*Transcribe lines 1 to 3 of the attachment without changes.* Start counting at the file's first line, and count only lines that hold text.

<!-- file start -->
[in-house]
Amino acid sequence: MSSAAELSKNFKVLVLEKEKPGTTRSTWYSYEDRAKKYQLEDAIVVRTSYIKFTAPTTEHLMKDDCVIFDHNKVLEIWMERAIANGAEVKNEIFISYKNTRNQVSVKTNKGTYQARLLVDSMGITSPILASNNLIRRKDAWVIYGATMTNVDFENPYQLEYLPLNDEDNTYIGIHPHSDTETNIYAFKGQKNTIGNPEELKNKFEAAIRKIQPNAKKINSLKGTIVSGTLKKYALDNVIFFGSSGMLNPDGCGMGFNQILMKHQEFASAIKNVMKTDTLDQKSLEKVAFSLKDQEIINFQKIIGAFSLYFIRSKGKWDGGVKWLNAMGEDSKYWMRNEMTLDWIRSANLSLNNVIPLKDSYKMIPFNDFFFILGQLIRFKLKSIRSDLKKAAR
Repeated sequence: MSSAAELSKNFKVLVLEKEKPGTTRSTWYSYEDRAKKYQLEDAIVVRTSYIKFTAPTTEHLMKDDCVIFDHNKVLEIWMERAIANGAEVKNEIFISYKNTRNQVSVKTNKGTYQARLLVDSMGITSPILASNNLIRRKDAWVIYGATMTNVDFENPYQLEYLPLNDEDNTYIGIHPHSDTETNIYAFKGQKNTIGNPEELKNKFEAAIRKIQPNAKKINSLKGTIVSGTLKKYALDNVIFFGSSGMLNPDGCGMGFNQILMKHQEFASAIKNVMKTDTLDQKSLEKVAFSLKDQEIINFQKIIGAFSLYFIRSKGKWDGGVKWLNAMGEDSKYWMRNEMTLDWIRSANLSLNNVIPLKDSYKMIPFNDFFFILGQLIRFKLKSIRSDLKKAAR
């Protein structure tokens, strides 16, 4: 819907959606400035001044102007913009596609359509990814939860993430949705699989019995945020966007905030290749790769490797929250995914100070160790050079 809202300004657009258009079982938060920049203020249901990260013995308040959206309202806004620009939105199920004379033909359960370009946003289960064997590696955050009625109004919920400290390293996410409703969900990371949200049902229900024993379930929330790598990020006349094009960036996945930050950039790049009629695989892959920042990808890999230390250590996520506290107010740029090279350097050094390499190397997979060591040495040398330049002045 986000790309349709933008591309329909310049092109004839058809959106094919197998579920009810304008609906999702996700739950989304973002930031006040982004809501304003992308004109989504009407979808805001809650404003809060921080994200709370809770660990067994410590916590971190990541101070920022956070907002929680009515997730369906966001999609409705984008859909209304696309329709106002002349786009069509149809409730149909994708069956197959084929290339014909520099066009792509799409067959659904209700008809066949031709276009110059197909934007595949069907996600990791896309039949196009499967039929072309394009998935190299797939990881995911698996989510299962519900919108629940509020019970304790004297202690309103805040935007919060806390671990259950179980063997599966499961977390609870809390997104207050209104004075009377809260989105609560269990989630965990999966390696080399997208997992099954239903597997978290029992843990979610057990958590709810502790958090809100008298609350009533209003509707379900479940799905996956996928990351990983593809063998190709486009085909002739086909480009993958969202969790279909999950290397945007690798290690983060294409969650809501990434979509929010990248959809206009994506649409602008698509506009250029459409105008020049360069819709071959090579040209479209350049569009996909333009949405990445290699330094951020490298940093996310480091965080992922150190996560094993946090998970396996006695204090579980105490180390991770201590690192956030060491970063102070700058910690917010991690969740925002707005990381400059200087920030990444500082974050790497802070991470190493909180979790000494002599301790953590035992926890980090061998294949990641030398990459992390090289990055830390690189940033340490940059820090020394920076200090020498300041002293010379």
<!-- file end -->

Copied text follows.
[in-house]
Amino acid sequence: MSSAAELSKNFKVLVLEKEKPGTTRSTWYSYEDRAKKYQLEDAIVVRTSYIKFTAPTTEHLMKDDCVIFDHNKVLEIWMERAIANGAEVKNEIFISYKNTRNQVSVKTNKGTYQARLLVDSMGITSPILASNNLIRRKDAWVIYGATMTNVDFENPYQLEYLPLNDEDNTYIGIHPHSDTETNIYAFKGQKNTIGNPEELKNKFEAAIRKIQPNAKKINSLKGTIVSGTLKKYALDNVIFFGSSGMLNPDGCGMGFNQILMKHQEFASAIKNVMKTDTLDQKSLEKVAFSLKDQEIINFQKIIGAFSLYFIRSKGKWDGGVKWLNAMGEDSKYWMRNEMTLDWIRSANLSLNNVIPLKDSYKMIPFNDFFFILGQLIRFKLKSIRSDLKKAAR
Repeated sequence: MSSAAELSKNFKVLVLEKEKPGTTRSTWYSYEDRAKKYQLEDAIVVRTSYIKFTAPTTEHLMKDDCVIFDHNKVLEIWMERAIANGAEVKNEIFISYKNTRNQVSVKTNKGTYQARLLVDSMGITSPILASNNLIRRKDAWVIYGATMTNVDFENPYQLEYLPLNDEDNTYIGIHPHSDTETNIYAFKGQKNTIGNPEELKNKFEAAIRKIQPNAKKINSLKGTIVSGTLKKYALDNVIFFGSSGMLNPDGCGMGFNQILMKHQEFASAIKNVMKTDTLDQKSLEKVAFSLKDQEIINFQKIIGAFSLYFIRSKGKWDGGVKWLNAMGEDSKYWMRNEMTLDWIRSANLSLNNVIPLKDSYKMIPFNDFFFILGQLIRFKLKSIRSDLKKAAR